What constitutes regulatory excellence? Answering this question is an indispensable first step for any public regulatory agency that is measuring, striving towards, and, ultimately, achieving excellence. One useful way to answer this question would be to draw on the broader literature on regulatory design, enforcement, and management. But, perhaps a more authentic way would be to look at how regulators themselves define excellence. However, we actually know remarkably little about how the regulatory officials who are immersed in the task of regulation conceive of their own success.

In this Article, we investigate regulators’ definitions of regulatory excellence by drawing on a unique source of data that provides an important window on regulators’ own aspirations: their strategic plans. Strategic plans have been required or voluntarily undertaken for the past decade or longer by regulators around the globe. In these plans, regulators offer mission statements, strategic goals, and measurable and achievable outcomes, all of which indicate what regulators value and are striving to become. Occasionally, they even state explicitly where they have fallen short of “best-in-class” status and how they intend to improve. To date, a voluminous literature exists examining agency practices in strategic planning, but we are aware of no study that tries to glean from the substance of a sizeable number of plans how regulators themselves construe regulatory excellence. The main task of this Article is undertaking this effort. This Article draws on twenty plans from different regulators in nine countries. We found most generally that excellent regulators describe themselves (though not necessarily using exactly these words) as institutions that are more (1) efficient, (2) educative, (3) multiplicative, (4) proportional, (5) vital, (6) just, and (7) honest. In addition to these seven shared attribute categories, our reading of the plans also revealed five other “unusual” attributes that only one or two agencies mentioned. Beyond merely cataloguing the attributes identified by agencies, this Article also discusses commonalities (and differences) between plan structures, emphases, and framings. We found that the plans differed widely in features such as the specificity of their mission statements, the extent to which they emphasized actions over outcomes (or vice versa), and the extent to which commitments were organized along organizational fiefdoms or cut across bureaucratic lines.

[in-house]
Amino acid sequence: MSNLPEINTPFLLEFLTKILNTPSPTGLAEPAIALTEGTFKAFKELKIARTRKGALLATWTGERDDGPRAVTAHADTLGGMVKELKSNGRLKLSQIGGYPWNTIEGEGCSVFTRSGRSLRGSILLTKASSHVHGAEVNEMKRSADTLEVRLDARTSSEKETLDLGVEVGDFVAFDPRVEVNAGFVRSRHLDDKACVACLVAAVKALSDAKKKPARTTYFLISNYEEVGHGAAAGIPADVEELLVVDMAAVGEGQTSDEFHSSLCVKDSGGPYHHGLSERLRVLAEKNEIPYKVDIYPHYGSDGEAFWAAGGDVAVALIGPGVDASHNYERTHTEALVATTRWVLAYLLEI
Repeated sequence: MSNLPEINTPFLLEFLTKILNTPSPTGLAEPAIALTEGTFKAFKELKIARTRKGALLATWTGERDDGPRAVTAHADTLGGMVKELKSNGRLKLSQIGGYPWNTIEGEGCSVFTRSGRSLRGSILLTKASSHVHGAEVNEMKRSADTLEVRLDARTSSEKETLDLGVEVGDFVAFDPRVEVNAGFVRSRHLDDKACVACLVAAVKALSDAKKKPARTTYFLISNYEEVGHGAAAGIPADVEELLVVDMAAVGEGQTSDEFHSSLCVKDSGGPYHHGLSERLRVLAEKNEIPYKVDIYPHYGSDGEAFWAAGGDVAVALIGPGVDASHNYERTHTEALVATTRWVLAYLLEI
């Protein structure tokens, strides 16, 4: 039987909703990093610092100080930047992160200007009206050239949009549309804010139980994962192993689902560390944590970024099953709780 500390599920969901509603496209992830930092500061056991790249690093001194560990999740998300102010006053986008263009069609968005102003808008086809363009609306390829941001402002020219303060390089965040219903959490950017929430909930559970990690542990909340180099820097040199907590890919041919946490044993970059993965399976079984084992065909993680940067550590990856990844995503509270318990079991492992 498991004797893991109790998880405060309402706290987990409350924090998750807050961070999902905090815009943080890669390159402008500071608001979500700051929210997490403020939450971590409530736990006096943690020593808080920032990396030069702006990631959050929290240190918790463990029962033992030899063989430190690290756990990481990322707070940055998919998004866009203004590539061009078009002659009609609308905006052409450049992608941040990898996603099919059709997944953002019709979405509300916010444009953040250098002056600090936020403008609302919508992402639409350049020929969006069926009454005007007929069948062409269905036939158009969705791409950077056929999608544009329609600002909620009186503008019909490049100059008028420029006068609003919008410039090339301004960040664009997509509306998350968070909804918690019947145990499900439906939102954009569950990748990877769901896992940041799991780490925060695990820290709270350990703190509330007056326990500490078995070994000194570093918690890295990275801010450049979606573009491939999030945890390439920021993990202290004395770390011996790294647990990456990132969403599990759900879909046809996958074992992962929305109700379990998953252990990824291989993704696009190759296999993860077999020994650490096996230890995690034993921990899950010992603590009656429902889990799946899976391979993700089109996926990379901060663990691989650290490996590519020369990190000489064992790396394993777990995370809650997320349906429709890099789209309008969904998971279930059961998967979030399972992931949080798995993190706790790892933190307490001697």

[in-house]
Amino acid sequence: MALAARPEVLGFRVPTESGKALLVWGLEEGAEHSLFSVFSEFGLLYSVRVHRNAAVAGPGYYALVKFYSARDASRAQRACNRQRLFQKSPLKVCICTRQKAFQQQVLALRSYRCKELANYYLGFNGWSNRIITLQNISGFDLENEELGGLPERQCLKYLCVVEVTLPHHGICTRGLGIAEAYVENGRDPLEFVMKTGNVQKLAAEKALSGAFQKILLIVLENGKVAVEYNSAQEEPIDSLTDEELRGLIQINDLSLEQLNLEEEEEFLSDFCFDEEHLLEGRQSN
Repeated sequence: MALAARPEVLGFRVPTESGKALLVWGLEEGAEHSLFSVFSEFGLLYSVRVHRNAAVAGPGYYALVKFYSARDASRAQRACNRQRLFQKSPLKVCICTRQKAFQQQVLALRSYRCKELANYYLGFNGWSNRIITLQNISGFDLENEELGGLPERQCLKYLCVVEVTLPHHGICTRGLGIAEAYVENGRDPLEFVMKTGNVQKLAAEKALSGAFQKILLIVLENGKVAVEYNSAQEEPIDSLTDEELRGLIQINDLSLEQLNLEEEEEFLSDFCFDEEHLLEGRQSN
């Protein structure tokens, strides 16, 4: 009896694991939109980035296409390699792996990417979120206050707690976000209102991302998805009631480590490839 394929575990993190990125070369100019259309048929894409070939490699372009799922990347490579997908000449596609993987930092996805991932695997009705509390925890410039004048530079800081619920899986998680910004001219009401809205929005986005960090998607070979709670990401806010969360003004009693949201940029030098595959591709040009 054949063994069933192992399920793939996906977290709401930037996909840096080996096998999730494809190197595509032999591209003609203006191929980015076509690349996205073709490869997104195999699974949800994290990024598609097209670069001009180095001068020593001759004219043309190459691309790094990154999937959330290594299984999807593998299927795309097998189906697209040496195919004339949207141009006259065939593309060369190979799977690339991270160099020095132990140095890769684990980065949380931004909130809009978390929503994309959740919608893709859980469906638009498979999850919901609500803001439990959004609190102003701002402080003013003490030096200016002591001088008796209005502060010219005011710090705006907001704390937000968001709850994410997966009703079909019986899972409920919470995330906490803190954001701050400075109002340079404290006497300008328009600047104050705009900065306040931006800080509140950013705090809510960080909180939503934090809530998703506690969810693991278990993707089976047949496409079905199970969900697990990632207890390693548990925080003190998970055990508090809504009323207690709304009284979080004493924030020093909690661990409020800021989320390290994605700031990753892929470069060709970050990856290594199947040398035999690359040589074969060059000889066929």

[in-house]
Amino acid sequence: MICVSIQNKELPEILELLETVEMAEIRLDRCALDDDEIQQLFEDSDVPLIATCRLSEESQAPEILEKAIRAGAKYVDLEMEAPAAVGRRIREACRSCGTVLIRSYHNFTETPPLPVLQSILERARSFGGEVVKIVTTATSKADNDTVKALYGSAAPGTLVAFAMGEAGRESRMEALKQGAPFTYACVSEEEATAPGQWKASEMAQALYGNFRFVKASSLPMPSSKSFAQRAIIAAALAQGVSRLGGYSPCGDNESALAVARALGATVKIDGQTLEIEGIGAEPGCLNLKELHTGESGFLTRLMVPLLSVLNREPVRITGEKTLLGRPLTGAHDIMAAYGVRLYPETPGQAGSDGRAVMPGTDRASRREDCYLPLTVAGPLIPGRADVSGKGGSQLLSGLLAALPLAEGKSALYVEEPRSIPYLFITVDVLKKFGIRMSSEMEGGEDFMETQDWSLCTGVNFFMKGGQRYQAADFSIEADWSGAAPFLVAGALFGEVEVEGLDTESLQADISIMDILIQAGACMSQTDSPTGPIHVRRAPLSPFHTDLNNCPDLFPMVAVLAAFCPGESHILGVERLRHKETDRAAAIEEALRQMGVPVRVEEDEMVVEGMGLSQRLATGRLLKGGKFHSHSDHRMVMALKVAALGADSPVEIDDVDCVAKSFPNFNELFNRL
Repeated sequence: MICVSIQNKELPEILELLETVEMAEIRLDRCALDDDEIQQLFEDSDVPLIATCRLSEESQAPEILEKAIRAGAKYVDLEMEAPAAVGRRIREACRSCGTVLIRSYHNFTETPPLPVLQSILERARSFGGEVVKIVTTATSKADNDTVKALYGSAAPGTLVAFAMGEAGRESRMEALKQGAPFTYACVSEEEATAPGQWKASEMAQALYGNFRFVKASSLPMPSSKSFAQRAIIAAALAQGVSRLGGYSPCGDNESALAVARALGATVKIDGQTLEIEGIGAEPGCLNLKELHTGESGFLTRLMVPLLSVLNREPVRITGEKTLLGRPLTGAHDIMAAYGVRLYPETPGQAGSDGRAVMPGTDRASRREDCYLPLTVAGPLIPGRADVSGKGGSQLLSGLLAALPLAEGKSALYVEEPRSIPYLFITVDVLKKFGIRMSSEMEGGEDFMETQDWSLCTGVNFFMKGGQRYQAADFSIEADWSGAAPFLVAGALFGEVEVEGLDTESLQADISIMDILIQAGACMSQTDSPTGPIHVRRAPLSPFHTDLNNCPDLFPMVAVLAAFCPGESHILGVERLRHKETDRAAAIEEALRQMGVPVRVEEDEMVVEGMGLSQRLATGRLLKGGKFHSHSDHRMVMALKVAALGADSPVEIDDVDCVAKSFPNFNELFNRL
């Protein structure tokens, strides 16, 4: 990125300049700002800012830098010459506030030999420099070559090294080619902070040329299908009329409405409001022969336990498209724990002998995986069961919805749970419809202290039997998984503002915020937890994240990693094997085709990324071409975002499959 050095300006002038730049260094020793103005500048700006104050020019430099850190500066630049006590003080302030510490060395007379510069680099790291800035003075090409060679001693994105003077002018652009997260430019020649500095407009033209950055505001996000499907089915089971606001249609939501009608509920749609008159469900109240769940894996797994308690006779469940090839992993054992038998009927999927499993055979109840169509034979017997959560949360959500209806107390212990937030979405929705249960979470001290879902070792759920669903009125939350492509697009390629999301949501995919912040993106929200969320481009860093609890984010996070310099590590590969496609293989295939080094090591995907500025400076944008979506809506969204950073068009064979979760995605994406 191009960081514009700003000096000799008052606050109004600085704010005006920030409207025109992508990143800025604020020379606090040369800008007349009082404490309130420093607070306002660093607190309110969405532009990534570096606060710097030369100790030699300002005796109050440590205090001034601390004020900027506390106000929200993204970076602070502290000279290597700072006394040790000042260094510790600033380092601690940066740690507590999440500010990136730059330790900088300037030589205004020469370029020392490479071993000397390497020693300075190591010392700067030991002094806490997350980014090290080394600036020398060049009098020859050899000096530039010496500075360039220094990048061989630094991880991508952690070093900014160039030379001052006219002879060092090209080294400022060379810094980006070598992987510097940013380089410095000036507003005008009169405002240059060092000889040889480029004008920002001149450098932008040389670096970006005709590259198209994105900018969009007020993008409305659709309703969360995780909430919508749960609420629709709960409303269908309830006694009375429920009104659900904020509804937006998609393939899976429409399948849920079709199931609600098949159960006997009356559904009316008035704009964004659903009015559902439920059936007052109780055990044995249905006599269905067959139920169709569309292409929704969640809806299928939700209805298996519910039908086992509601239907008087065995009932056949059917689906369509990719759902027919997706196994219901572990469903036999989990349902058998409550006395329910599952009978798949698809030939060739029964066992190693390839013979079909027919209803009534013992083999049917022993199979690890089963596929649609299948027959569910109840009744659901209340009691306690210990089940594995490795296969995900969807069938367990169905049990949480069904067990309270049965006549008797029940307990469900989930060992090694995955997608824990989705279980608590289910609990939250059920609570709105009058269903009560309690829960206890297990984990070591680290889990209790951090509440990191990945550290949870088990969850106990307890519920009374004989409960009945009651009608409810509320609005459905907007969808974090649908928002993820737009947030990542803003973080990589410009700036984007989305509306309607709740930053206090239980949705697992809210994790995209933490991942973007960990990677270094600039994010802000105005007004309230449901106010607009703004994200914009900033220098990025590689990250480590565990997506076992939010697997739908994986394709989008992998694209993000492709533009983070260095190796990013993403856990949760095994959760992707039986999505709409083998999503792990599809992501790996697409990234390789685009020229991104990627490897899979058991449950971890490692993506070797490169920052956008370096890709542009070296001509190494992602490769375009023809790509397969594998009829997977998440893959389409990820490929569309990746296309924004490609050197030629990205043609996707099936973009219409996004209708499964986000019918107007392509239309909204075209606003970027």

We urge future scholarship to explore alternative methods of text mining, and to study strategic plans over time within agencies, in order to track how agencies’ notions of regulatory excellence respond to changes in the regulatory context and the larger circumstances within which agencies operate. Looking longitudinally will also shed light on how agencies handle strategic goals that are either met or that prove to be unattainable.